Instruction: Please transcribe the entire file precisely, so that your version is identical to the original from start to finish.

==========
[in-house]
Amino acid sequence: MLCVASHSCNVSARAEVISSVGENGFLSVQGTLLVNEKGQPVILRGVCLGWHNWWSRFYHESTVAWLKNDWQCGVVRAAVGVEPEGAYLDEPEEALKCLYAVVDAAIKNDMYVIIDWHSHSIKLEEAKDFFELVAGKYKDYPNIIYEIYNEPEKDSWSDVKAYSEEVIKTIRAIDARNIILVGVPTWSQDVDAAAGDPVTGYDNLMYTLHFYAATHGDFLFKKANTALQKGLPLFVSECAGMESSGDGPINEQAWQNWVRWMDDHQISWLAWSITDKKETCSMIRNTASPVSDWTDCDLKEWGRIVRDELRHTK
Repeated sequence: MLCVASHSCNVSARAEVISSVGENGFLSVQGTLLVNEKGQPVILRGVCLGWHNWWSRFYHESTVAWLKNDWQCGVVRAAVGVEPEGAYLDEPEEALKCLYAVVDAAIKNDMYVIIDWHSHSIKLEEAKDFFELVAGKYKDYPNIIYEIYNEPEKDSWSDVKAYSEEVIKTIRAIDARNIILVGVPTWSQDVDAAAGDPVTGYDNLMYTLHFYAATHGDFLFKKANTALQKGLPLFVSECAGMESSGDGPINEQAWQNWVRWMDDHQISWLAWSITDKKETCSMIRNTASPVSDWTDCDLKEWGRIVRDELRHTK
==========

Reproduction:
[in-house]
Amino acid sequence: MLCVASHSCNVSARAEVISSVGENGFLSVQGTLLVNEKGQPVILRGVCLGWHNWWSRFYHESTVAWLKNDWQCGVVRAAVGVEPEGAYLDEPEEALKCLYAVVDAAIKNDMYVIIDWHSHSIKLEEAKDFFELVAGKYKDYPNIIYEIYNEPEKDSWSDVKAYSEEVIKTIRAIDARNIILVGVPTWSQDVDAAAGDPVTGYDNLMYTLHFYAATHGDFLFKKANTALQKGLPLFVSECAGMESSGDGPINEQAWQNWVRWMDDHQISWLAWSITDKKETCSMIRNTASPVSDWTDCDLKEWGRIVRDELRHTK
Repeated sequence: MLCVASHSCNVSARAEVISSVGENGFLSVQGTLLVNEKGQPVILRGVCLGWHNWWSRFYHESTVAWLKNDWQCGVVRAAVGVEPEGAYLDEPEEALKCLYAVVDAAIKNDMYVIIDWHSHSIKLEEAKDFFELVAGKYKDYPNIIYEIYNEPEKDSWSDVKAYSEEVIKTIRAIDARNIILVGVPTWSQDVDAAAGDPVTGYDNLMYTLHFYAATHGDFLFKKANTALQKGLPLFVSECAGMESSGDGPINEQAWQNWVRWMDDHQISWLAWSITDKKETCSMIRNTASPVSDWTDCDLKEWGRIVRDELRHTK